Dysphoria, the embodied feeling that something with our bodies isn’t right, is very common for trans and gender expansive people. For some, it’s extremely intense and hard to deal with, for others it’s quite mild. My experience with dysphoria has been more on the intense side, and I’ve struggled with it for a long time.
There is an ancient, Buddhist-originated mindfulness technique that can be really helpful in dealing with dysphoria: RAIN. RAIN is an acronym, standing for:
Recognize what’s happening.
Allow your experience to be there, just what it is.
Investigate with interest and care.
Nurture with self-compassion.
(This is Tara Brach’s version. I like this version better than the traditional, where ‘N’ stands for “Non-attachment” or “Non-identification”. Those terms are easy to misunderstand.)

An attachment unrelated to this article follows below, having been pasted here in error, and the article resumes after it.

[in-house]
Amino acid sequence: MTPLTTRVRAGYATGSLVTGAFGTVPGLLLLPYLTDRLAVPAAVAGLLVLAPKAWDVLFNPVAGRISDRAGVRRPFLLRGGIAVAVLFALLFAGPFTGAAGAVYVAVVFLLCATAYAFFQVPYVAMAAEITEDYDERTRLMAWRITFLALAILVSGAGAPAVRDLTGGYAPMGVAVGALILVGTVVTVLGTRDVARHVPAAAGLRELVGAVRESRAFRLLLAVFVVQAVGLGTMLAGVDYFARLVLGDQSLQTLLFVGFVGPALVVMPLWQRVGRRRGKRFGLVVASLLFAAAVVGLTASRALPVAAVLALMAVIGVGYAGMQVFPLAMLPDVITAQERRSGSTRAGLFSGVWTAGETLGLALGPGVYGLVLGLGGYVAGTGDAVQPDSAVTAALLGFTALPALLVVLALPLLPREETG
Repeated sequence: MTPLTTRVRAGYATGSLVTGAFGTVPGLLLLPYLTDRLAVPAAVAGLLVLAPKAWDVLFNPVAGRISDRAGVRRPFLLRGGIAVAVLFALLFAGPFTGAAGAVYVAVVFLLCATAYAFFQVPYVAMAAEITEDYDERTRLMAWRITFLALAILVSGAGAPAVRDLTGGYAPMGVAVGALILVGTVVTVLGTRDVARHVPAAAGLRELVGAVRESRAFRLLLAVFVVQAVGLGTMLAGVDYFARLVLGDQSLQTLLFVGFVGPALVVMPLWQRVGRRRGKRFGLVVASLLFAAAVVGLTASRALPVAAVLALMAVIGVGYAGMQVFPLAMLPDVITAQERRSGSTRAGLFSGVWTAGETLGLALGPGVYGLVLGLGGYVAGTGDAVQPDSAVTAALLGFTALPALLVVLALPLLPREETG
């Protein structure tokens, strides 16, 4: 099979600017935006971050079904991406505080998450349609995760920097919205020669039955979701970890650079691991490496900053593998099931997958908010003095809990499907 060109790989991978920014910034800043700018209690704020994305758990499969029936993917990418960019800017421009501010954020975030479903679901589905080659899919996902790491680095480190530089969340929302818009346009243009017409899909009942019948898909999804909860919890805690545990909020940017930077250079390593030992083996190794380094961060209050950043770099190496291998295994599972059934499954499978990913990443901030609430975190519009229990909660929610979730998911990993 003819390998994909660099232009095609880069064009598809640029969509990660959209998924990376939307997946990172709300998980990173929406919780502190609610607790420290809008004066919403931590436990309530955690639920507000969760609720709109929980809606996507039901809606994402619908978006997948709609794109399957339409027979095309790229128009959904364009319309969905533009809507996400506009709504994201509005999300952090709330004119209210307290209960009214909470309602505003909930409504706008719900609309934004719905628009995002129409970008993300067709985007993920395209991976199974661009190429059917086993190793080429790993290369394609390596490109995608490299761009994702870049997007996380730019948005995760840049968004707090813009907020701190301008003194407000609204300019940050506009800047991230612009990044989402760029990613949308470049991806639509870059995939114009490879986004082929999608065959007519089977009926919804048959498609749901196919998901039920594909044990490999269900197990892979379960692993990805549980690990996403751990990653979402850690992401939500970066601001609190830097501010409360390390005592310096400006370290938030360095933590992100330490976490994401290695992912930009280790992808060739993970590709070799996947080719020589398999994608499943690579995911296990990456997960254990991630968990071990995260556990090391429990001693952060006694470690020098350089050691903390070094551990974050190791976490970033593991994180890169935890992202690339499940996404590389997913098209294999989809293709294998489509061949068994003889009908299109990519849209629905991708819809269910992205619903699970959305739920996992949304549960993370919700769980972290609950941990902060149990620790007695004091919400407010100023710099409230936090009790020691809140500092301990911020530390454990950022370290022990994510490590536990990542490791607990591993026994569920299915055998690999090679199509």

So how can RAIN help with dysphoria? When you feel dysphoria, if you can take a quiet moment, and go through this process:
Feel the embodied feeling. Recognize it as your dysphoria. Just acknowledge, “yes, here it is, dysphoria.” Allow the experience. Try not to push it away, or psychologize yourself, or talk yourself out of it. Just allow the whole experience, and any emotions that come from it. Notice any judgement, and try to allow that, too.
If you can, dig a little deeper. What does the feeling feel like? Where in the body do you feel it. What are the components of it? What emotions arise, and how do they feel in your body?
Hold yourself and this experience with the greatest of gentleness and compassion. Imagine perhaps, your favorite baby animal. Imagine the compassion you’d feel if you held that in your hands, and direct that to yourself, and to this experience. And even if your experience is a lot of self-judgement, hold that self-judgement with compassion and care.
The more you can allow this experience to be what it is, and give yourself compassion around it, the more able you will be to tolerate the feeling – the easier it will be to live with dysphoria.